Hole in head disease has several more telltale signs, an infected fish may twitch its head rapidly and lose balance. It may also have difficulty staying upright or moving forward because of seizures. Finally, an infected fish can have an unsightly hole on its head — exactly where it got its name.
If you find holes or missing scales around your fish’s face or gills, they could be suffering from hole in head disease. These holes will typically get worse over time as bacteria multiply, so it’s important to treat your fish right away.
Aquarists may also notice their fish swimming with a slight tilt on one side, asymmetrical gill movements, or even seeing a slight dent or depression on one side of their head.
Before Lateral Line Erosion has taken place, an aquarium owner may notice small lumps on their fish’s head. These bumps may appear to be quite pearly or fleshy (depending on how far your fish is). These lumps are caused by the infection of parasites within a fish’s body. A good sign of an early hole in head disease is when a newly purchased fish has sores on its head.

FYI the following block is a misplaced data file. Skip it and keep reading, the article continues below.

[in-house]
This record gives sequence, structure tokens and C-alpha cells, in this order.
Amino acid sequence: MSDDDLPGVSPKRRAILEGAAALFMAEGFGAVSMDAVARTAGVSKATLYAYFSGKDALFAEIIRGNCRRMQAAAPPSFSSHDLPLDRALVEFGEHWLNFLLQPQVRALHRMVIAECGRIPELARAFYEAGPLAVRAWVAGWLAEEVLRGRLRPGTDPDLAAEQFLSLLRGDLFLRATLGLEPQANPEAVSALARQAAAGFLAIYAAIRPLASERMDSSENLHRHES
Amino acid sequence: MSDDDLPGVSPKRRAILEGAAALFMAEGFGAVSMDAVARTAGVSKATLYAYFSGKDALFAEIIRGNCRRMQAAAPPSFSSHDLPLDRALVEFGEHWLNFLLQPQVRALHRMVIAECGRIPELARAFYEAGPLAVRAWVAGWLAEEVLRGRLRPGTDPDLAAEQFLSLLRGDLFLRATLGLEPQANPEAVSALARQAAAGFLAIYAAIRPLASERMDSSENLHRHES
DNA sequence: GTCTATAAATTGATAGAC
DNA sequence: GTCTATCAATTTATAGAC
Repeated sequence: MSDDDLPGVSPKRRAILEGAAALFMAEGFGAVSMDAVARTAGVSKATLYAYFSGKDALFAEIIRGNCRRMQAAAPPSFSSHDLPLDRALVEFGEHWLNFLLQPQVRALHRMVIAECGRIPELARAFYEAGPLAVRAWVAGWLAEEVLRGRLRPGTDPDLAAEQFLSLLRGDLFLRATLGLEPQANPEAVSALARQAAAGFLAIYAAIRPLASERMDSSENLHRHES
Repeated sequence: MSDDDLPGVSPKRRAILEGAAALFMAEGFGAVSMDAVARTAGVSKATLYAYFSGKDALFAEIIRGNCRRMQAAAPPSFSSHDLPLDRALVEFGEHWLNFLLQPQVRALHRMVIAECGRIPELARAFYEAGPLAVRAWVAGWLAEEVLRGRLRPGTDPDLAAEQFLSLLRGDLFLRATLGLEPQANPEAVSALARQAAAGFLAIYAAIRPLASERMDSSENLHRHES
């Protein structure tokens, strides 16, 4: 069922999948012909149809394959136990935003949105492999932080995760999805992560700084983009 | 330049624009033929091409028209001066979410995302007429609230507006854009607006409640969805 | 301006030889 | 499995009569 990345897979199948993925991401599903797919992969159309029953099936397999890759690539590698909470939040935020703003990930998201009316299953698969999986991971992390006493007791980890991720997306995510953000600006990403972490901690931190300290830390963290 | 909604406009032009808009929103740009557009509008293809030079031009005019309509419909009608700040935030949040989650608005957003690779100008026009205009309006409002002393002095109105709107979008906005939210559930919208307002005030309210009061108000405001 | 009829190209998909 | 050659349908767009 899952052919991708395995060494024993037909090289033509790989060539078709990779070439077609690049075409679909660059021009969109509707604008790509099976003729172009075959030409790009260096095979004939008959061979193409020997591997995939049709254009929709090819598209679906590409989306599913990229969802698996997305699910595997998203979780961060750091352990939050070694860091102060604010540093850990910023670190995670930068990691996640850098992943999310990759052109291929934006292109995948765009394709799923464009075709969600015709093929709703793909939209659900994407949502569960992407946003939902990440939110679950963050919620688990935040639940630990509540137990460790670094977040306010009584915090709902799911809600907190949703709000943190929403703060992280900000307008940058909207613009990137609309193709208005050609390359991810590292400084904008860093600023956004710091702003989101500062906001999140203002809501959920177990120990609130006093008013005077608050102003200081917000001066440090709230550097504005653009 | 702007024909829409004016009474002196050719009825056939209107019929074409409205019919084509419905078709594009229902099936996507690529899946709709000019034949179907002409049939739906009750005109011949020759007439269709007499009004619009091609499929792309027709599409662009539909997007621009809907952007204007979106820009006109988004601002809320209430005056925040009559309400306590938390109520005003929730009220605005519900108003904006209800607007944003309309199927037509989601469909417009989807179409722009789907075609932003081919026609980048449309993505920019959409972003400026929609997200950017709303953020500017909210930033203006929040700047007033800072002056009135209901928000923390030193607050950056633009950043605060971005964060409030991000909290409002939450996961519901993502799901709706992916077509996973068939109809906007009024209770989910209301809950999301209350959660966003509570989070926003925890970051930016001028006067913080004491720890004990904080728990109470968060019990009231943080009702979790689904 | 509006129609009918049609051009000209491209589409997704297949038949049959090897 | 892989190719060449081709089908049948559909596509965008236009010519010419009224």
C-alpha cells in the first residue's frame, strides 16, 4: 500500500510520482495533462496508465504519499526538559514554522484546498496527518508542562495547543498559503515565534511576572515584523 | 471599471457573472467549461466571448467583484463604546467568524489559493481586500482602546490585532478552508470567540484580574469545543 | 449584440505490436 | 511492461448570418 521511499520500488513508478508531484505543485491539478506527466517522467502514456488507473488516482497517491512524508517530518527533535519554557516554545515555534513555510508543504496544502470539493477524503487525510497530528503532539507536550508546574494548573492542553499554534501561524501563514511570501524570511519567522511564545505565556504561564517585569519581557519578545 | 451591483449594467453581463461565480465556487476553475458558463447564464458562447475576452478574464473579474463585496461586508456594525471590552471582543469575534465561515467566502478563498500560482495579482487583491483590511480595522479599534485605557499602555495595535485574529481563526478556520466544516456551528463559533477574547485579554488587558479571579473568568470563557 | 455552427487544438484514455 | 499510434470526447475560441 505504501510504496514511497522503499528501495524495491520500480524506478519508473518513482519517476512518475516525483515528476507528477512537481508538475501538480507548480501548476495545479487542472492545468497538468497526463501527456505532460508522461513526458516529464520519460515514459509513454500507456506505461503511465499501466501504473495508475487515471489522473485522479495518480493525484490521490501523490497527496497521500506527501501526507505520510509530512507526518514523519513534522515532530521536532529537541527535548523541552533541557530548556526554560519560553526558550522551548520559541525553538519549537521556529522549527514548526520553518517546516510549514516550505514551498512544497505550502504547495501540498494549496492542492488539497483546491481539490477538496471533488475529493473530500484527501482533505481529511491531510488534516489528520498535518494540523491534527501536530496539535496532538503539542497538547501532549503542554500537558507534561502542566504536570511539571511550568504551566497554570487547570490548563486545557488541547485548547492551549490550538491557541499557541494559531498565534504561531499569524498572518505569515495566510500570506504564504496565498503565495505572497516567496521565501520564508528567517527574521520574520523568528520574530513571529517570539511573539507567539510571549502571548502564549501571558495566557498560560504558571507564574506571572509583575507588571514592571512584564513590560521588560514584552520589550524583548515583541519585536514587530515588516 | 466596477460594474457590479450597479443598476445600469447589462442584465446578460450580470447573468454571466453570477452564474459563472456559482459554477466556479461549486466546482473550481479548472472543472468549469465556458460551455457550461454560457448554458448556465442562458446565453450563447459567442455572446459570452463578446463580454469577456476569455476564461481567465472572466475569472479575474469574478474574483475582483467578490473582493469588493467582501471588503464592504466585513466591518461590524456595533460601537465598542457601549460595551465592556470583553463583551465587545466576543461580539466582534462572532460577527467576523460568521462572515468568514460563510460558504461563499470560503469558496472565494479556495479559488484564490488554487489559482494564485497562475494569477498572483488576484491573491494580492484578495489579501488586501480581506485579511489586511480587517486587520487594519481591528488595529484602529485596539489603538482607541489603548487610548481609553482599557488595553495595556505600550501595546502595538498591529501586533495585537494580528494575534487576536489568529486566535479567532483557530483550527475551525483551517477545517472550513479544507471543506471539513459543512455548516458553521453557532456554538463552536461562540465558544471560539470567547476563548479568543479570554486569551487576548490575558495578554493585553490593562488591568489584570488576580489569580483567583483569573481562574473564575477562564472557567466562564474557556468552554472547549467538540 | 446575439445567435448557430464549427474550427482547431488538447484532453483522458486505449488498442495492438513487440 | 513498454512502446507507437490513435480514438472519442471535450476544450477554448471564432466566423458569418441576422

Is hole in head disease of fish contagious?
Yes. Lateral Line Erosion (LLE) is a contagious disease that can affect more than one fish if proper precautions are not taken. It is very important to prevent other fish from being infected with hole in head disease by following all of your quarantine protocols closely!
Following these rules can help to keep your fish healthy and safe. The lateral line is located on each side of most freshwater fish just behind their eyes. A healthy lateral line will be clean and light-colored.
Can humans also get hole in head disease of fish?
Yes. Humans can get hole in head disease. It is often called lateral line disease because of its location on that part of fish. People can become infected by handling diseased fish or by swimming with them. The early symptoms are flu-like illness that comes on quickly.